I've been invited to speak at the AusCERT Asia Pacific Information Technology Security Conference in Gold Coast, Australia. The conference takes place Sunday 20 May - Friday 25 May 2007. I haven't decided if I will accept yet. I'd like to know if any TaoSecurity Blog readers in Australia, New Zealand, or nearby areas would be interested in attending a two (or maybe more) day class either directly before or after my presentation date (which is unknown right now). I would need a location to host the training, in exchange for which I would provide two free seats for the hosting organization. Is anyone interested in attending and/or hosting such a class? Please email training [at] I have to accept or decline the AusCERT invitation next week. I am open to suggestions regarding the location of the class (if the Gold Coast is too remote) and the content of the class (Network Security Operations, TCP/IP Weapons School, etc.). Sydney is a possibility since

Insider Threat Study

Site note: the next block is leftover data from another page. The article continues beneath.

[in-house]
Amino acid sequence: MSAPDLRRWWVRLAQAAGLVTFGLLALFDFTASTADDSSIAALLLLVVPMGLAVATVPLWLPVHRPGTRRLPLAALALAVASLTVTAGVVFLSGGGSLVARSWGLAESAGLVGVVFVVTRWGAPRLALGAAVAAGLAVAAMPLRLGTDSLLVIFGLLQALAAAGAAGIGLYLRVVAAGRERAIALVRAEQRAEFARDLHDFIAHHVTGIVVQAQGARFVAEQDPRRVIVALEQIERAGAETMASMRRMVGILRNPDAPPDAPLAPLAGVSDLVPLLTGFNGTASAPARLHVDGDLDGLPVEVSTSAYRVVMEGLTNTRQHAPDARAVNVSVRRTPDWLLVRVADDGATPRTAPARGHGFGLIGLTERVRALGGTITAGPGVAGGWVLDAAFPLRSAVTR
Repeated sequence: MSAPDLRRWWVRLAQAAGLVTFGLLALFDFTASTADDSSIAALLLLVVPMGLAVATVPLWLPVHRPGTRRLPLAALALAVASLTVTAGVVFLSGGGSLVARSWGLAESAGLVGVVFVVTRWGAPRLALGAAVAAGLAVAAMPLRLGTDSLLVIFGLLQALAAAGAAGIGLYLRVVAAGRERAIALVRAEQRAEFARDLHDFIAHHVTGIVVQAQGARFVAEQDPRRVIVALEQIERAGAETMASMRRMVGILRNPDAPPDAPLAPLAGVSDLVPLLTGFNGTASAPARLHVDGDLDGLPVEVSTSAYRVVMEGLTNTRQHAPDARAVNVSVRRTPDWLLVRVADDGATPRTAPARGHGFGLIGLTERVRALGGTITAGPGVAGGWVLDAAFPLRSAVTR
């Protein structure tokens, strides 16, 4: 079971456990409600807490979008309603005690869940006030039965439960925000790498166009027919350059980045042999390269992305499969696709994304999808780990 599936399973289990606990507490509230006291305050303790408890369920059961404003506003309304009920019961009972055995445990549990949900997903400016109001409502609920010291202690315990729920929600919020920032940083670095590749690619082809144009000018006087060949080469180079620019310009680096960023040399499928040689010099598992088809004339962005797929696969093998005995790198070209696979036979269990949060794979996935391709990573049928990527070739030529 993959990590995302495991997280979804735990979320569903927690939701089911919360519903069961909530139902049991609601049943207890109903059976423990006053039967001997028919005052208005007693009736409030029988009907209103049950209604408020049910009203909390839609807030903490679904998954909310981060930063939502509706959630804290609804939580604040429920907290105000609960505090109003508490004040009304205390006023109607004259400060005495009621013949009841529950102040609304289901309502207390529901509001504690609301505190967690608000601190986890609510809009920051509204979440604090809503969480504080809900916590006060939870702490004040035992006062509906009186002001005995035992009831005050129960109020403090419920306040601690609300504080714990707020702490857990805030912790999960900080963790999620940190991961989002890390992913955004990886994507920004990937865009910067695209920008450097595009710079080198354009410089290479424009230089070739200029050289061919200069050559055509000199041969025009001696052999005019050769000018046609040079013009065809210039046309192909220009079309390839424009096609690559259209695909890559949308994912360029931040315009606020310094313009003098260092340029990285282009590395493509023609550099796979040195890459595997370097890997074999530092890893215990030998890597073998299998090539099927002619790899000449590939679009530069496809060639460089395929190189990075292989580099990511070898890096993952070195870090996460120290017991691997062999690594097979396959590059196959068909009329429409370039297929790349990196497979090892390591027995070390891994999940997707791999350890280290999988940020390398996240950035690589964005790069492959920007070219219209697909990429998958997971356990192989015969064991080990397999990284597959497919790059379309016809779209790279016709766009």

I received a copy of a study announced by ArcSight and conducted by the Ponemon Institute . I mention this for two reasons. One, it highlights issues regarding the meaning of security terms. Two, the content is worth a look. First, the email I received bore the subject "Are Executives the Cause of Insider Threats?". I wondered if the study examined if executives were the parties with the intentions and capabilities to exploit weaknesses in assets. That's what a threat is, and a study that implied executives (and not corporate minions or IT staff) were the real problem would be noteworthy in its own right. Near the beginning of the report I read the following: The survey was sponsored by ArcSight, an enterprise security management company, and queried 461 respondents who are employed in corporate IT departments within U.S.-based organizations. For purposes of this survey, we define the "insider threat" as the misuse or destruction of sensitive or confidenti